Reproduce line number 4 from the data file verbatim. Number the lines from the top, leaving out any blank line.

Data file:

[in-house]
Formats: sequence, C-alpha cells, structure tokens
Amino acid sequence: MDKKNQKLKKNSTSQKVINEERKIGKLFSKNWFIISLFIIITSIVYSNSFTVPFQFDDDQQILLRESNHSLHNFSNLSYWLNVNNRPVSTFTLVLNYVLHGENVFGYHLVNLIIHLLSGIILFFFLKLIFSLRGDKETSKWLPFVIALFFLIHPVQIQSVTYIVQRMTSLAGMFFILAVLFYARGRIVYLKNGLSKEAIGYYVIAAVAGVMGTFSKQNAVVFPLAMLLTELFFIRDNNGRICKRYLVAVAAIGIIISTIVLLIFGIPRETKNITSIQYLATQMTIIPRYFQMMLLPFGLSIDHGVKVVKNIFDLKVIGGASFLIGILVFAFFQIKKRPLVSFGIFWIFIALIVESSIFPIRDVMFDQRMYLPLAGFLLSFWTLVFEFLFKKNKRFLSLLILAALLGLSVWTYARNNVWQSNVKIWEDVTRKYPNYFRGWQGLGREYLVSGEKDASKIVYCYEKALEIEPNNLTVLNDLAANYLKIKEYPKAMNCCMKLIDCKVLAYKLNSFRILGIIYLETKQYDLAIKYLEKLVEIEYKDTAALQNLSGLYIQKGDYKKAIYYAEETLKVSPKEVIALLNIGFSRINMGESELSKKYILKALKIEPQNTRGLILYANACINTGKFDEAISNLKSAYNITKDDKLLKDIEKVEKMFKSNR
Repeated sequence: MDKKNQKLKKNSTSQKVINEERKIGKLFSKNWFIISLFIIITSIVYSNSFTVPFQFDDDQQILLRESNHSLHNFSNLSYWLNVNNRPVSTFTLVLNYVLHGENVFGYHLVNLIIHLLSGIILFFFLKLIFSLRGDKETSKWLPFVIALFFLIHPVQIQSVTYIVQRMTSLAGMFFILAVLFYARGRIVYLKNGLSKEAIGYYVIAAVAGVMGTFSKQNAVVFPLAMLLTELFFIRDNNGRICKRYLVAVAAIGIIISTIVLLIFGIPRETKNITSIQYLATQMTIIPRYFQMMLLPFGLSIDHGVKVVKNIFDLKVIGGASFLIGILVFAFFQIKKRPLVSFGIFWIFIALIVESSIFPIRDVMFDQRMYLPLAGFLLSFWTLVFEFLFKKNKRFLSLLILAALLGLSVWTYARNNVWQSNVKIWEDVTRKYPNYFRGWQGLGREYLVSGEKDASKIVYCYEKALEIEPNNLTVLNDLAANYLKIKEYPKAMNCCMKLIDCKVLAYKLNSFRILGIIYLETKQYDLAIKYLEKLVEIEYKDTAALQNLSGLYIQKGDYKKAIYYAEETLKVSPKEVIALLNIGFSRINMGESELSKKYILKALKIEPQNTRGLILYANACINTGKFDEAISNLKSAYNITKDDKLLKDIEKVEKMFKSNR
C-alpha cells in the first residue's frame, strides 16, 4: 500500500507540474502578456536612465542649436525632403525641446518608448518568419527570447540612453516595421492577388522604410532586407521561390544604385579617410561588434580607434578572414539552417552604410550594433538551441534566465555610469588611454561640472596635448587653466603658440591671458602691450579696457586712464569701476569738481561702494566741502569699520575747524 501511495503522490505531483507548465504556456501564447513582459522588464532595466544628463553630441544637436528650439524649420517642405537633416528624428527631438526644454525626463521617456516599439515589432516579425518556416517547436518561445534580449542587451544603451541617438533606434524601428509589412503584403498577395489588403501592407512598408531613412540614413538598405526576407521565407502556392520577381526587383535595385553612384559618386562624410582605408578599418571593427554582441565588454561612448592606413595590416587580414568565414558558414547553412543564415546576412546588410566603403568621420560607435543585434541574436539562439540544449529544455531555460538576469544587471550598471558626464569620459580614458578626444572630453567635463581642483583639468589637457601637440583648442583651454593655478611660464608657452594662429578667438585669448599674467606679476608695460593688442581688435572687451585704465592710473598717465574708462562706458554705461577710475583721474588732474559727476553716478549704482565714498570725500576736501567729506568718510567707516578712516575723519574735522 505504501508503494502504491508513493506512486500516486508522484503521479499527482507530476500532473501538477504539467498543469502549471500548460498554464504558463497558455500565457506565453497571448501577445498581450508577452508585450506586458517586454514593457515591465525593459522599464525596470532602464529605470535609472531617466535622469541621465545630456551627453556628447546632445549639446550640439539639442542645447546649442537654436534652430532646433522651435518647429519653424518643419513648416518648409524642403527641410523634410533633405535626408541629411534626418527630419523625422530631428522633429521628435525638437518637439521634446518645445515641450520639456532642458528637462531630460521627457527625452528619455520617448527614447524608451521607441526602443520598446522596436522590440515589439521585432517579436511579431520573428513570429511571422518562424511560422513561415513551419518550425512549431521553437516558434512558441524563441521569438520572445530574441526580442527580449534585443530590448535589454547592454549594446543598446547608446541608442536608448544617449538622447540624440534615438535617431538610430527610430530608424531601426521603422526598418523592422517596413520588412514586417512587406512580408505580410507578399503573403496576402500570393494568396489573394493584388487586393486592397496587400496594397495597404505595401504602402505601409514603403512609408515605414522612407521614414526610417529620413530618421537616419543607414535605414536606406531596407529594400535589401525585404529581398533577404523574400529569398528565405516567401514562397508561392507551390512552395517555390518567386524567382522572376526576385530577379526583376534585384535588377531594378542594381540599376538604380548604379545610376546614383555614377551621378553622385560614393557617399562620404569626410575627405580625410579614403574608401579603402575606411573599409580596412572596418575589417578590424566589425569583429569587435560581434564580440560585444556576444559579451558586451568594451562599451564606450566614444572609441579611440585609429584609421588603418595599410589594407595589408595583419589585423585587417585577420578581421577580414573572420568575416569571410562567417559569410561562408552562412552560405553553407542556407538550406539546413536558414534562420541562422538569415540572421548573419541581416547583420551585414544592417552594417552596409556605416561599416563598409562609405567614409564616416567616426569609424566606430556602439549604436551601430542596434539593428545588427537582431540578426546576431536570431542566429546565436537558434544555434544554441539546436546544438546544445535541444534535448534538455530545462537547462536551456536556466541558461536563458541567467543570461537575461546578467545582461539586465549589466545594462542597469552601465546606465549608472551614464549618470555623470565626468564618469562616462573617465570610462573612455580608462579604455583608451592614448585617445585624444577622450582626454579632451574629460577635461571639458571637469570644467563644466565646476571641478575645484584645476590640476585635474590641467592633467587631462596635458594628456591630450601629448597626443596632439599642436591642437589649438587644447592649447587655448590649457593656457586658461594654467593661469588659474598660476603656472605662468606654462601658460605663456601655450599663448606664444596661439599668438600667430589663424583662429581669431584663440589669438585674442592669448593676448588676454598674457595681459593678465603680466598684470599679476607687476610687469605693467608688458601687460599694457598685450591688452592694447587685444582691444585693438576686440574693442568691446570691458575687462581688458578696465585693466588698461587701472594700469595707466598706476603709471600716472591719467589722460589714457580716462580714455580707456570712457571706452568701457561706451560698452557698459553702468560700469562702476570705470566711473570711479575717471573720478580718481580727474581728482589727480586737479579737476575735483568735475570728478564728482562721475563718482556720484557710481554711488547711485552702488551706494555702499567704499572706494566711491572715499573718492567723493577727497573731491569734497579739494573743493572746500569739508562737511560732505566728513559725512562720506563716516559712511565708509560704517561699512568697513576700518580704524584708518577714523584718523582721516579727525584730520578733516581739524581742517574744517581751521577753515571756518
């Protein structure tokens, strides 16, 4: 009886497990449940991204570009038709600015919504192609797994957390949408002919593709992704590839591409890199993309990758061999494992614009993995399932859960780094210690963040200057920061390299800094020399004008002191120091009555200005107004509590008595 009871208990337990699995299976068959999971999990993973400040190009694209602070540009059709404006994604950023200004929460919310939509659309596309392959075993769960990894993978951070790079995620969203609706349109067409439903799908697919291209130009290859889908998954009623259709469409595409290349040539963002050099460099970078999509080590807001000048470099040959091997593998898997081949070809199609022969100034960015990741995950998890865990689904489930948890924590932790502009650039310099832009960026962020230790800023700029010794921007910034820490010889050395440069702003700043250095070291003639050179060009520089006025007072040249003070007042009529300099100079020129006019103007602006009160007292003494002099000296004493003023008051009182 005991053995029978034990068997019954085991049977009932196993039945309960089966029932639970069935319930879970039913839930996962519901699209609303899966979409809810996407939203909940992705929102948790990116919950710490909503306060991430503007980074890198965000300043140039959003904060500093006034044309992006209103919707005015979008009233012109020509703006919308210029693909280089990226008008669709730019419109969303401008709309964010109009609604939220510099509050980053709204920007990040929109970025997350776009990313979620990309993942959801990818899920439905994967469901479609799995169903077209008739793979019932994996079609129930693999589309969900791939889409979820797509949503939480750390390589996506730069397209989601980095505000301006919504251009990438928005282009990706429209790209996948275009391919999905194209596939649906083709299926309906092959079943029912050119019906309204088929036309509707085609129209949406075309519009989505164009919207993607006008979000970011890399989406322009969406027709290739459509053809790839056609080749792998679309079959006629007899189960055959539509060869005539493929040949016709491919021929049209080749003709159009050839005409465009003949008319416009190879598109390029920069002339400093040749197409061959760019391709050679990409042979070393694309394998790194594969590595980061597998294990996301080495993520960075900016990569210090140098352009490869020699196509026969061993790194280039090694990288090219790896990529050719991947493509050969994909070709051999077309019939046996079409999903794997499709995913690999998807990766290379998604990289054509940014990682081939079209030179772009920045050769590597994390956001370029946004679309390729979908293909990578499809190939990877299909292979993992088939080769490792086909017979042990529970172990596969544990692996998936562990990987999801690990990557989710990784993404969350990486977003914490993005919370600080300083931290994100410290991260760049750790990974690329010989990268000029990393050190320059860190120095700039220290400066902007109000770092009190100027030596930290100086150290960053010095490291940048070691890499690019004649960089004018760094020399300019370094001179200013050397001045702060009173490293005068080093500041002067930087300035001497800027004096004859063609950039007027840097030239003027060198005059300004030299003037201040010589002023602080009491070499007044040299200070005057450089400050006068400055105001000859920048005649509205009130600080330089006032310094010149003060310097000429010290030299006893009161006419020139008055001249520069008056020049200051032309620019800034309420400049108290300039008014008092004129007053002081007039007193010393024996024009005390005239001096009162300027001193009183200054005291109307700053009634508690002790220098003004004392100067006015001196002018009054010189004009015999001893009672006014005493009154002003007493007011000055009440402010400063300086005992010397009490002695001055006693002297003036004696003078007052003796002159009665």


Repeated sequence: MDKKNQKLKKNSTSQKVINEERKIGKLFSKNWFIISLFIIITSIVYSNSFTVPFQFDDDQQILLRESNHSLHNFSNLSYWLNVNNRPVSTFTLVLNYVLHGENVFGYHLVNLIIHLLSGIILFFFLKLIFSLRGDKETSKWLPFVIALFFLIHPVQIQSVTYIVQRMTSLAGMFFILAVLFYARGRIVYLKNGLSKEAIGYYVIAAVAGVMGTFSKQNAVVFPLAMLLTELFFIRDNNGRICKRYLVAVAAIGIIISTIVLLIFGIPRETKNITSIQYLATQMTIIPRYFQMMLLPFGLSIDHGVKVVKNIFDLKVIGGASFLIGILVFAFFQIKKRPLVSFGIFWIFIALIVESSIFPIRDVMFDQRMYLPLAGFLLSFWTLVFEFLFKKNKRFLSLLILAALLGLSVWTYARNNVWQSNVKIWEDVTRKYPNYFRGWQGLGREYLVSGEKDASKIVYCYEKALEIEPNNLTVLNDLAANYLKIKEYPKAMNCCMKLIDCKVLAYKLNSFRILGIIYLETKQYDLAIKYLEKLVEIEYKDTAALQNLSGLYIQKGDYKKAIYYAEETLKVSPKEVIALLNIGFSRINMGESELSKKYILKALKIEPQNTRGLILYANACINTGKFDEAISNLKSAYNITKDDKLLKDIEKVEKMFKSNR